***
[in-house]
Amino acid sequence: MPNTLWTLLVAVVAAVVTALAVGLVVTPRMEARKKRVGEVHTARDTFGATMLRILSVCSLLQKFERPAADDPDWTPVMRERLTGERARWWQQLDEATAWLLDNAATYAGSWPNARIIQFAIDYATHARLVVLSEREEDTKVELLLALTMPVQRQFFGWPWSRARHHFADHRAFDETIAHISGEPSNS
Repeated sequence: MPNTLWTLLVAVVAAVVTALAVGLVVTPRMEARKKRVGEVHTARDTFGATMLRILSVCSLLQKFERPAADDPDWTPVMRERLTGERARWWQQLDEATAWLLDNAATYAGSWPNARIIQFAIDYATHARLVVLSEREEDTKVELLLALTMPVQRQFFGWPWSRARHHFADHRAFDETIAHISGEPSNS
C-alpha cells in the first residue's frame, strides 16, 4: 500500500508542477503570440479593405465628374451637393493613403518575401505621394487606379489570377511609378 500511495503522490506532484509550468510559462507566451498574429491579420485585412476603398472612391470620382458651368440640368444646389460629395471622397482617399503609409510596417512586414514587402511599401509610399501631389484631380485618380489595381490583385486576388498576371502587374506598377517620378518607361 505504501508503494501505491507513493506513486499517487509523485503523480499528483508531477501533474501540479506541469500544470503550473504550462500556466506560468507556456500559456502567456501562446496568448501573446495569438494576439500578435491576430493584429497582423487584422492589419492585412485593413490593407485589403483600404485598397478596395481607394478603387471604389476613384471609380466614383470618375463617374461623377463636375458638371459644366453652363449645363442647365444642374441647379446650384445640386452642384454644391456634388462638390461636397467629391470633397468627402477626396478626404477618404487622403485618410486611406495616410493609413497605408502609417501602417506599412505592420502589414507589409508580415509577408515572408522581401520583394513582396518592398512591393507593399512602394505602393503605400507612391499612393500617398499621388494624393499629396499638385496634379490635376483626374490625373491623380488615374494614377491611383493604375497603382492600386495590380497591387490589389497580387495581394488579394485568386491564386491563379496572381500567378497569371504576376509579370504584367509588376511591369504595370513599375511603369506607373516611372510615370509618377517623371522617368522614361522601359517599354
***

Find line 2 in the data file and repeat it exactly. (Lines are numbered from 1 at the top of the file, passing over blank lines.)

Amino acid sequence: MPNTLWTLLVAVVAAVVTALAVGLVVTPRMEARKKRVGEVHTARDTFGATMLRILSVCSLLQKFERPAADDPDWTPVMRERLTGERARWWQQLDEATAWLLDNAATYAGSWPNARIIQFAIDYATHARLVVLSEREEDTKVELLLALTMPVQRQFFGWPWSRARHHFADHRAFDETIAHISGEPSNS